The Daily Redbird Review, Postseason Edition:
FIRST PITCH: Goodness, what a game. And if it’s October, and the Cardinals once again are competing in the postseason, at least one thing is certain: the activity, the drama, will be CRAZY.
So why not get started right away with a wildly insane ride in Game 1 of the NLDS in Atlanta?
Why have a boring, cruise-control type of game when the Cardinals are back at the October ball, ready to fry all circuity, blow all gaskets, smash the preconceived notions and leave their exhausted or exhilarated fans curled up in a fetal positions
Let’s do this damn thing …
The Cardinals, scrounging for runs all day, were down 3-1 going into the eighth inning. And you know what happened? October baseball. That’s what happened.
In their final two innings of at-bats the Cardinals attacked the Atlanta bullpen for six runs to take a 7-3 lead and then hung on in the bottom of the ninth to secure a 7-6 victory in Game 1.
This was a huge win for many reasons.
1-It was so unexpected based on the severity of their predicament. During the regular season the Cardinals won only 11 of 70 games when behind on the scoreboard after seven innings.
On the other hand, the Cards’ 11 wins when trailing after seven were the second most in the majors this season, so relative to the other to the 29 teams they’re pretty good at making late charges.
2-When the eighth inning began, the Braves were humming along with had a win expectancy of 85.7 percent.
3-According to the Elias Sports Bureau, teams that trailed by two runs going to the eighth inning of a postseason game had a record of 32-279, a .103 winning percentage, before this year. But earlier this week the Nationals rallied from a 3-1 deficit going into the eighth to beat the Brewers 4-3. And your Cardinals pulled off the same comeback in Thursday’s Game 1.
4-But this tumultuous 7-6 victory was a big deal for another obvious reason: the underdog Cardinals dramatically enhanced their chances of winning this NLDS.
In the history of the best-of-five format, Game 1 winners have proceeded to take the series 72 percent of the time. And under the current 2-2-1 format for a five-game division series, road teams that prevail in Game 1 have won the 28 of 40 series, or 70 percent.
THE BRAVES AND BAD KARMA: Historically speaking, the Braves and the postseason aren’t exactly chummy. The Braves and October are not very compatible.
Thursday’s defeat to the Cardinals was Atlanta’s ninth consecutive Game 1 loss in a postseason series in a long streak that goes back to the 2001 NLCS. And when the Braves have managed to win won Game 1, they’ve taken 11 of 15 series. But when they lose the opener, they’re lost 16 of 19 series.
BASEBALL HERO: Lot of choices here, and Marcell Ozuna certainly would be a worthy selection. But I’m going with Paul Goldschmidt. His solo homer in the 8th cut the Atlanta lead to 3-2, put a jolt into the Cardinals and shook up the Braves. A few minutes later in the inning, the Cardinals would tie the game 3-3 on a two-out single pinch single by Matt Carpenter.
In the top of the ninth, with one out and two runners on, the Braves wanted no part of challenging Goldy. So ATL closer Mark Melancon issued the old intentional walk that wasn’t an official intentional walk by throwing four pitches that were nowhere near the strike zone. That loaded the bases for Marcell Ozuna, who struck for two-run double and a 5-3 lead that swelled to 7-3 after another two-run double, this from Kolten Wong.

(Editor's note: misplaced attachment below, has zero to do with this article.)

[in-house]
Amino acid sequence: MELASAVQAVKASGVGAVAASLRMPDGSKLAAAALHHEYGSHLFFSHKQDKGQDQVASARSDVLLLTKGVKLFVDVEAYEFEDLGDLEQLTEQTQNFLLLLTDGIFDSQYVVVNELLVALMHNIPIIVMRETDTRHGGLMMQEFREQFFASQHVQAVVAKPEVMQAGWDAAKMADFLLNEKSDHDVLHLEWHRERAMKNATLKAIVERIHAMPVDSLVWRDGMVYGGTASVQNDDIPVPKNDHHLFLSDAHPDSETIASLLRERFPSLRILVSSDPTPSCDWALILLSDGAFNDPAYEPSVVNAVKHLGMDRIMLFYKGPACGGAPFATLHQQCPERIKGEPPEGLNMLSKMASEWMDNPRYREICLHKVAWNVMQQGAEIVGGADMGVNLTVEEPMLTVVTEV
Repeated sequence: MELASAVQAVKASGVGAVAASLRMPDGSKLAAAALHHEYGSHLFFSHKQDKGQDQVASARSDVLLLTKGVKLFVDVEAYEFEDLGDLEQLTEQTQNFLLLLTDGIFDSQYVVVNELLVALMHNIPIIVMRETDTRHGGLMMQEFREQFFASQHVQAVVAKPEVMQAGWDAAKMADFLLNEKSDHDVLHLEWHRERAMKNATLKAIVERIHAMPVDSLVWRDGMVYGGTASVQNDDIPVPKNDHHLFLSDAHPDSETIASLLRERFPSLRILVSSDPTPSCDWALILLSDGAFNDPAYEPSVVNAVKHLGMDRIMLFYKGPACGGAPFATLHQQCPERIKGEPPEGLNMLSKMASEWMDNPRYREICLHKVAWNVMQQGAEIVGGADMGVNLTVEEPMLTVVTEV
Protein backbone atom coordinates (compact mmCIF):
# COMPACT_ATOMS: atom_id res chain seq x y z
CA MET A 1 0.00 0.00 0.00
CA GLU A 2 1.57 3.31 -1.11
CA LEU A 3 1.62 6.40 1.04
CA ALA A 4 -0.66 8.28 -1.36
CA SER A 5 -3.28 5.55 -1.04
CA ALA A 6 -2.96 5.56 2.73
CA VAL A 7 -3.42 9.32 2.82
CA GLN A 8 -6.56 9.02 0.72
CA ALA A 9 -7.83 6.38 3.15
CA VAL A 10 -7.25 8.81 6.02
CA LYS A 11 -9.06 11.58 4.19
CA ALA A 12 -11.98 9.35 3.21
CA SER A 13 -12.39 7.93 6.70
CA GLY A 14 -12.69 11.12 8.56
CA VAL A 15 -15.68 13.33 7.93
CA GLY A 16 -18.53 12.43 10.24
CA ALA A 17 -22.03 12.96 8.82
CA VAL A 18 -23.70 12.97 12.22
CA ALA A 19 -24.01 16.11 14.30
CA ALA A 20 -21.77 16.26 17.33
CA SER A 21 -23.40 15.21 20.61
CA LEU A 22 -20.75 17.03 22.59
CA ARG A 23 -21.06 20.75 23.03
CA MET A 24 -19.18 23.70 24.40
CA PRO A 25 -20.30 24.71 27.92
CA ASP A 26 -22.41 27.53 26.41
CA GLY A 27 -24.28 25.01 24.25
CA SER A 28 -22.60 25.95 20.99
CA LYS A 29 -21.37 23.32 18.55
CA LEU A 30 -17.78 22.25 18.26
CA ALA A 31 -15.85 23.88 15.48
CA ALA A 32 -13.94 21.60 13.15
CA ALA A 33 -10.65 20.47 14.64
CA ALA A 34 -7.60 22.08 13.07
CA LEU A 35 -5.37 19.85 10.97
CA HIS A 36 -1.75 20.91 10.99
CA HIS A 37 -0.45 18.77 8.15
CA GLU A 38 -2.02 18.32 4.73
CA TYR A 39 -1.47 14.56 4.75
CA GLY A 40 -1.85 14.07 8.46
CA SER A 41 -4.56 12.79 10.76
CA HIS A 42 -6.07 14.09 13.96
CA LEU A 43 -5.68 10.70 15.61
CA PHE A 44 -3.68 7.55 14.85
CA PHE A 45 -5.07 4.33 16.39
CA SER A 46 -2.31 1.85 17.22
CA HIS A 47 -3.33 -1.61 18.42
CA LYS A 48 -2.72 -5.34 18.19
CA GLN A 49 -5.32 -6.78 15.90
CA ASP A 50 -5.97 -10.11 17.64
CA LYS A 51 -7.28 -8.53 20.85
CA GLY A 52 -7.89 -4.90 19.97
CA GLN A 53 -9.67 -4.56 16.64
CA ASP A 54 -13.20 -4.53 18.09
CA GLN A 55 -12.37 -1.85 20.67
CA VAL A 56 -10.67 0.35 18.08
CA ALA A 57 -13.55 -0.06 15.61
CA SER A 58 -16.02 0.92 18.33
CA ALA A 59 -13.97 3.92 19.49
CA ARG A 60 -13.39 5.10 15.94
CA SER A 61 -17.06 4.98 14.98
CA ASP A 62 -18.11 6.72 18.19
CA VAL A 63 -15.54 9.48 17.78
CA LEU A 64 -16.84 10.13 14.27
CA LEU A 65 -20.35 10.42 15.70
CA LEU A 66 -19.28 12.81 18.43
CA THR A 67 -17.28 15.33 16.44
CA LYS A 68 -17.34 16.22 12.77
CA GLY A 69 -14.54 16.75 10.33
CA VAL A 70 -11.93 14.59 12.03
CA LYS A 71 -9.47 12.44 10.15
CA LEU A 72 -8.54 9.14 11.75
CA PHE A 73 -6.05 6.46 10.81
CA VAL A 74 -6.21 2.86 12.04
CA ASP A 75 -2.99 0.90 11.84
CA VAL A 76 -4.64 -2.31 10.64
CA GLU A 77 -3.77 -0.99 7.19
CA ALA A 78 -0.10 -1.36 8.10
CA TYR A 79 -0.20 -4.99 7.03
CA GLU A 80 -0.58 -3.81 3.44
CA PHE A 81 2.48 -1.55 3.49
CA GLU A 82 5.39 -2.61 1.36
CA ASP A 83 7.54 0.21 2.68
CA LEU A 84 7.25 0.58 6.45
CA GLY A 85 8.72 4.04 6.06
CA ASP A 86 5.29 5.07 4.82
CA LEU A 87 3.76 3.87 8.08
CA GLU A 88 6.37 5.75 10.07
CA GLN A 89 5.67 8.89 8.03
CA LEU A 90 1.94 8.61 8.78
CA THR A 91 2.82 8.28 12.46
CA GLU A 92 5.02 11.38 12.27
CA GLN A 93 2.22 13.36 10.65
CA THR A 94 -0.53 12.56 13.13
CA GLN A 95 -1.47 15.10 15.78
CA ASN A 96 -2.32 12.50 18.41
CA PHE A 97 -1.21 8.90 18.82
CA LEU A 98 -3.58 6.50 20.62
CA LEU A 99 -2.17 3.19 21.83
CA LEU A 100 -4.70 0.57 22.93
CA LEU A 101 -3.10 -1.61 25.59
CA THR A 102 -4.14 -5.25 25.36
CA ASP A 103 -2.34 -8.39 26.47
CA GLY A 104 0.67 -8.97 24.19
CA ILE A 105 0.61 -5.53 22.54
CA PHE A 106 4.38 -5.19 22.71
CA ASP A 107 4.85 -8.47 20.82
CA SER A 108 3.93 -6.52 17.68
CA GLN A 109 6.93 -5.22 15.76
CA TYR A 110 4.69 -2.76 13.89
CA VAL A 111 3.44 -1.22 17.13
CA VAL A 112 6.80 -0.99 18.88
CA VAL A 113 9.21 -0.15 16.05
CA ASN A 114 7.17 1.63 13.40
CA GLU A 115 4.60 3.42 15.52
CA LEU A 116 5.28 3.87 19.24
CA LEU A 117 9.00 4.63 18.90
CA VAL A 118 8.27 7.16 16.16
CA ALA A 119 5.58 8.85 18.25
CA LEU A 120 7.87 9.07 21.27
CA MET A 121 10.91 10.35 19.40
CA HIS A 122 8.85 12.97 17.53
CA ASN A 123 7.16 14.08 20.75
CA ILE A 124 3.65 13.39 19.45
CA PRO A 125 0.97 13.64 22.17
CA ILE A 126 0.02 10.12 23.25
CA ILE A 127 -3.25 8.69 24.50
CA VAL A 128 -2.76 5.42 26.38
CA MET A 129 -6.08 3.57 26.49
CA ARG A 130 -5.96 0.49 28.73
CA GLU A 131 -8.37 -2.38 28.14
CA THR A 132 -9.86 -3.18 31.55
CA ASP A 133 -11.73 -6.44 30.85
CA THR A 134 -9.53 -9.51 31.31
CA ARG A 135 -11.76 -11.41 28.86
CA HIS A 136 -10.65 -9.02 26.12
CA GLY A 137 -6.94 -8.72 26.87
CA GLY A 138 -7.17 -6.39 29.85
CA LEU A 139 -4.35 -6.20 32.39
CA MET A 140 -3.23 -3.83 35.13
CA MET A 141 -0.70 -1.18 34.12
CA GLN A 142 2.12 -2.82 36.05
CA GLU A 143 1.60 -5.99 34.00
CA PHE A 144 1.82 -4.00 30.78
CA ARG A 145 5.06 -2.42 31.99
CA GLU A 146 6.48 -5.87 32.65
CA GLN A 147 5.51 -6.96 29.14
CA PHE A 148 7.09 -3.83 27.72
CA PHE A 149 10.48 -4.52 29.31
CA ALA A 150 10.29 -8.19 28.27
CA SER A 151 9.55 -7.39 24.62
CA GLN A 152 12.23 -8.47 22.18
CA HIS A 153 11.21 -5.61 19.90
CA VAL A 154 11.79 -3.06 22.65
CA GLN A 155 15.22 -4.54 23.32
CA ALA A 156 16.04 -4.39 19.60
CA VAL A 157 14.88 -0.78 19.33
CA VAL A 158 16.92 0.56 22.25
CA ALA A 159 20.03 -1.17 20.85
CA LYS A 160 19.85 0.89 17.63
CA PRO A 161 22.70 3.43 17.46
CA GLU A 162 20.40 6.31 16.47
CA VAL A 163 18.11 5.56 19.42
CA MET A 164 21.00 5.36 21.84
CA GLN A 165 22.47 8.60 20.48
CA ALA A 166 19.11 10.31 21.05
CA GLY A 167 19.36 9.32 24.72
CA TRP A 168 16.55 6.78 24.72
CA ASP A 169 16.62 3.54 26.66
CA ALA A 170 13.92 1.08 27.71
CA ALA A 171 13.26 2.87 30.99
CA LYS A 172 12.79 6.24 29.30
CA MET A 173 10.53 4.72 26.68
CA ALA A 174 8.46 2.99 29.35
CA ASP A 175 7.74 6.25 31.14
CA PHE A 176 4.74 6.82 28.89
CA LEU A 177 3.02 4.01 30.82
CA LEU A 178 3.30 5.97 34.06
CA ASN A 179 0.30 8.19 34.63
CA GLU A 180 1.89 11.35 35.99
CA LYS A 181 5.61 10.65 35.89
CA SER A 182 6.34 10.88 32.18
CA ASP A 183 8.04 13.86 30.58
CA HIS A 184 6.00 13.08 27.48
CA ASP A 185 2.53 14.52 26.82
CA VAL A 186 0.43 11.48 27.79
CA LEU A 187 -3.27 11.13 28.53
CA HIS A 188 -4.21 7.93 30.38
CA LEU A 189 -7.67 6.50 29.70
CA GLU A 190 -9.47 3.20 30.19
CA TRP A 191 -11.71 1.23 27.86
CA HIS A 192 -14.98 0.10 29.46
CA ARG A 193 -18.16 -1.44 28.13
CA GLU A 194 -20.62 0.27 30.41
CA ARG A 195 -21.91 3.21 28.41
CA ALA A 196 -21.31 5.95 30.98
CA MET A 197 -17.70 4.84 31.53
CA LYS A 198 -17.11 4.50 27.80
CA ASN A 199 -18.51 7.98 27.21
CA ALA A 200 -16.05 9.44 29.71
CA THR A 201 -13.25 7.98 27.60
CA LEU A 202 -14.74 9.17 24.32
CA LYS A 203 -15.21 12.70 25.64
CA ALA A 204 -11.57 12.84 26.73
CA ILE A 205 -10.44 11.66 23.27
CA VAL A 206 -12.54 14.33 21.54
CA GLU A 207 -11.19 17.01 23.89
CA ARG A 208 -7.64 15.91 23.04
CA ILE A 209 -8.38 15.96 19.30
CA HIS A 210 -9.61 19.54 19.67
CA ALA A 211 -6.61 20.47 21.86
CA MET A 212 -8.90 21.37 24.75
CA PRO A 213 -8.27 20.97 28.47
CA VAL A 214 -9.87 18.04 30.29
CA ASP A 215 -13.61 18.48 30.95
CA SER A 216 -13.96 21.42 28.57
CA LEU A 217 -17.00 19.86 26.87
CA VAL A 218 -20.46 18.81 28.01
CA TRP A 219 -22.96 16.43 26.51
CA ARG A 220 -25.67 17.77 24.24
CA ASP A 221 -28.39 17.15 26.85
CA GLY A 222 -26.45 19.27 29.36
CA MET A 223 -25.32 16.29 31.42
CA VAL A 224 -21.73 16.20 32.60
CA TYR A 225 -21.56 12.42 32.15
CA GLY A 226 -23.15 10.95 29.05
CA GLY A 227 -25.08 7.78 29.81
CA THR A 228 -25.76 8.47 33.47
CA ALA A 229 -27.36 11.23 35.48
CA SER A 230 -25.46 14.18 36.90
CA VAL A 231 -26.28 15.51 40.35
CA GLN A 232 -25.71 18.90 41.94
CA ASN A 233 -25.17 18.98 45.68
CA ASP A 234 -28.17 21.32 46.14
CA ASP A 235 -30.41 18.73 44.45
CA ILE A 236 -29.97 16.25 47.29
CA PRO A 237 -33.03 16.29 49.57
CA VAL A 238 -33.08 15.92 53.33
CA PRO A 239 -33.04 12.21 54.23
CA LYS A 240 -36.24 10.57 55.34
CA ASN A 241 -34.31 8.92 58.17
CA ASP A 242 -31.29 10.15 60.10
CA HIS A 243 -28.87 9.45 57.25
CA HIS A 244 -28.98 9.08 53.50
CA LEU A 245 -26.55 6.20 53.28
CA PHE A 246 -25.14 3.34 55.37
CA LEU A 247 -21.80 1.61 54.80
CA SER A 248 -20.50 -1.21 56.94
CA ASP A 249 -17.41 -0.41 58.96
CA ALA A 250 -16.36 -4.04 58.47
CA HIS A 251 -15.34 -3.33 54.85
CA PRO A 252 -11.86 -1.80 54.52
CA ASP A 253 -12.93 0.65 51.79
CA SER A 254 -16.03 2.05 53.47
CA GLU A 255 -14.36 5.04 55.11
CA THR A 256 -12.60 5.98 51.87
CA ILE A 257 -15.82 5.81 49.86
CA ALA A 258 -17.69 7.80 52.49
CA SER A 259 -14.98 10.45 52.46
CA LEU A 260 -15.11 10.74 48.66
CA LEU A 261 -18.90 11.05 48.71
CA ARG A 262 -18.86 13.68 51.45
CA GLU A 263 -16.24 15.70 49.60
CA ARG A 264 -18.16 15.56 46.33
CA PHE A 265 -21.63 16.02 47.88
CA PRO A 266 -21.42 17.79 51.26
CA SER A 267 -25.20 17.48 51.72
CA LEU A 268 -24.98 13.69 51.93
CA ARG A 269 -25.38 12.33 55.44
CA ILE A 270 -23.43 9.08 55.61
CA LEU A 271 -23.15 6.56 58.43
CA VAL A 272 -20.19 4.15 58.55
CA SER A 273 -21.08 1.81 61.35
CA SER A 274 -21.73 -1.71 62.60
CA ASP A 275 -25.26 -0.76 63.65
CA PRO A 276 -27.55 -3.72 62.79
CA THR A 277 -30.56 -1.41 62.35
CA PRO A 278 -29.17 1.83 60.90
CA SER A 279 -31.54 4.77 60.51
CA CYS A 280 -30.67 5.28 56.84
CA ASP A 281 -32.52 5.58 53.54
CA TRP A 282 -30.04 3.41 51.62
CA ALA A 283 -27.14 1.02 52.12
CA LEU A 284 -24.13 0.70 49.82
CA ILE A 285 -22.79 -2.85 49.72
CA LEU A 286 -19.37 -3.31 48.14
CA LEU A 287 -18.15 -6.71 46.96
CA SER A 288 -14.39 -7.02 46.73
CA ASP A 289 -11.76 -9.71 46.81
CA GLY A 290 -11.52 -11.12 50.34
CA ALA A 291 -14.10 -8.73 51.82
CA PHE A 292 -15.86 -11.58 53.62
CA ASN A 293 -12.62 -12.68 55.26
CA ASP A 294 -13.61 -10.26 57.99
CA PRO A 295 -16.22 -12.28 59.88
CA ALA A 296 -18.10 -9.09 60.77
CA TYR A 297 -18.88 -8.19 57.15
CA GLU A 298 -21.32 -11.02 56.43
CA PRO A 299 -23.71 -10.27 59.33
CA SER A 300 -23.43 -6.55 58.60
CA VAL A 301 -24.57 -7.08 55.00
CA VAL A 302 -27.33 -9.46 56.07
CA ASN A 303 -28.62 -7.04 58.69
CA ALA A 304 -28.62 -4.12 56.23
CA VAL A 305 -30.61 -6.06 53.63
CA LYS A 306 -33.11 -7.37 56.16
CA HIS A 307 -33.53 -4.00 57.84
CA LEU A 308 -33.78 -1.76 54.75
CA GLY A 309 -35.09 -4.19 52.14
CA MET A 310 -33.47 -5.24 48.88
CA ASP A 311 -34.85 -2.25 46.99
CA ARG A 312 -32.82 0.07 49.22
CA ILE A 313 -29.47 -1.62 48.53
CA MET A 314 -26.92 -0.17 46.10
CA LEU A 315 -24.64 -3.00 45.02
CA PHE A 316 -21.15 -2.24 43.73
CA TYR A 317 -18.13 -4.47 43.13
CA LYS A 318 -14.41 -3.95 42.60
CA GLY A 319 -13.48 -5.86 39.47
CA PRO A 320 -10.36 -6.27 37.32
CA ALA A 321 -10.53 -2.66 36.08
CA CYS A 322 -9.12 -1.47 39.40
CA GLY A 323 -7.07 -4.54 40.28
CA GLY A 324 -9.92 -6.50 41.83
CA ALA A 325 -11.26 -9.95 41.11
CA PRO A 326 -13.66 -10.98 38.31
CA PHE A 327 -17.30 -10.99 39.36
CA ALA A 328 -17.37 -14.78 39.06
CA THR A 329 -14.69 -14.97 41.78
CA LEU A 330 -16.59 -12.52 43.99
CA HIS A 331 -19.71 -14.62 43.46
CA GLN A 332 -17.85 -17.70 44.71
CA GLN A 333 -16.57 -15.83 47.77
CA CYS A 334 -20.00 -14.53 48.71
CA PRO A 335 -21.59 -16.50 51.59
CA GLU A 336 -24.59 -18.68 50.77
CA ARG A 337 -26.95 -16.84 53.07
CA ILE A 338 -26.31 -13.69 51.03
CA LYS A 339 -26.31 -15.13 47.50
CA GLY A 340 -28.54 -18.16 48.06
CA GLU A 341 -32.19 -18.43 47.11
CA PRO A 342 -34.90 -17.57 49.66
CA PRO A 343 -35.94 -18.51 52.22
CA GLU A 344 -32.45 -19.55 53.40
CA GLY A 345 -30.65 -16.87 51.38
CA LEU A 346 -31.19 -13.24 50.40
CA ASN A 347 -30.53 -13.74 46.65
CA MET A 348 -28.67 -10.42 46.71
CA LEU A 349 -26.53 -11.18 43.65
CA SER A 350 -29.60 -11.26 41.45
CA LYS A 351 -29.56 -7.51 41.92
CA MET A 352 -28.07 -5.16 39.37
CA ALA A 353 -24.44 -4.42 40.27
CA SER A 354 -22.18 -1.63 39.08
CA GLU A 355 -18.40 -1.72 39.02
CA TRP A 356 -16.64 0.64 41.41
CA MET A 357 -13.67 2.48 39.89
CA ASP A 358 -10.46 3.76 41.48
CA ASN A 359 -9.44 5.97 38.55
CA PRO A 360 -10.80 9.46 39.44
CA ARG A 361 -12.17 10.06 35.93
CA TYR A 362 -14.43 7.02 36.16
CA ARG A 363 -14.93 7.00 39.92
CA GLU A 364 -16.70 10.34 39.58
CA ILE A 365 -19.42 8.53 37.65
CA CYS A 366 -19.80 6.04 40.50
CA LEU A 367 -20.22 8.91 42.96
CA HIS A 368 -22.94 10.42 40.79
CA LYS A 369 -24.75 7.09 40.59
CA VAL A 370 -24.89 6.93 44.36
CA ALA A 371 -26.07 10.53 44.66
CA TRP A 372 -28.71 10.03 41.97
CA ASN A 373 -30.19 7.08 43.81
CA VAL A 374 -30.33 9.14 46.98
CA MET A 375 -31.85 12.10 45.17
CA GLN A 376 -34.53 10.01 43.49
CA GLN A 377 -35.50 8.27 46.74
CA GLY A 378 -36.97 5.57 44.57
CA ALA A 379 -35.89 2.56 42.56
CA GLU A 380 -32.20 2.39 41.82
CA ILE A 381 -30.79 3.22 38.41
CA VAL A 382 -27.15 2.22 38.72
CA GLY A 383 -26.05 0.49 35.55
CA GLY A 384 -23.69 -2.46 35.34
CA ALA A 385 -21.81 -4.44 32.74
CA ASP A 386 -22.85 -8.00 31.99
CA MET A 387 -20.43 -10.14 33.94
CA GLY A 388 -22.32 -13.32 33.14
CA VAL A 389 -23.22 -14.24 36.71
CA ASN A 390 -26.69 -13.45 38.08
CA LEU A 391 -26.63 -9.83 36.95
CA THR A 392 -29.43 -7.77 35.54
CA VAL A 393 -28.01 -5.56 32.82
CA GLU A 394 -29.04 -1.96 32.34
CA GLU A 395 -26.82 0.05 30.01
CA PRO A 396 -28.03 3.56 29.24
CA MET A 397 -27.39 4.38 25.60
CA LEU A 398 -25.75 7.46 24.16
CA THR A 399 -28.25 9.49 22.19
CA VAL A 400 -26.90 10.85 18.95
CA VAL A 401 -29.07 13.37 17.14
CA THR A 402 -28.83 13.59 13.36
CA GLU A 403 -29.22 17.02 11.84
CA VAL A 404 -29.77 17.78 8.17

Finally, Goldschmidt’s defense shouldn’t be forgotten. He made two terrific plays at first base in the bottom of the ninth in the middle of the Braves’ attempt at a remarkable comeback that would have crushed the Cardinals. Goldy reached high to stab a high throw on a 5-3 groundout by Ozzie Albies, barely managing to keep his toe on the bag. But he did.
And that out became even more significant a few seconds later when Freddie Freeman blasted a solo homer to cut the STL lead to 7-6. Who knows, without the Goldy save there, it may have been a two-run bomb and a tie game.
With closer Carlos Martinez needing more help, Goldy saved an error with a superb scoop to record a 4-3 groundout for the second out of the inning. Imagine the pressure on Martinez if the errant throw had skipped past Goldschmidt to put the potential tying run on second base. But after Goldy made another glove save, Martinez locked it down with a game-ending strikeout of Nick Markakis.
TURNING POINT: Martin injury… Luke Jackson had to rush… Melancon four-out save… scrambled the Braves’ usual late-inning relief setup for protecting leads upside down; and the Cards took advantage of the chaos. Two runs in the 8th, four in the ninth.
HEY, YOU DID GOOD: Goldy, of course. He continued on his second-half offensive surge by rolling in his first postseason game asa Cardinal.
But let’s also give a tip of the ol’ ballcap to:
1-Miles Mikolas, who competed his tail off in a challenging 27-pitch first inning and held the Braves to one run. This easily could have been a crooked-number inning for Atlanta. Mikolas rebounded nicely, efficiently blanking the Braves over his last four innings.
2-Ozuna had the critically important two-run double, his second of the game, to put the Redbirds ahead to stay. After hitting .160 with a poor slugging percentage in September, maybe Ozuna is reheating. He closed the regular season last Sunday with a two-hit game against the Cubs.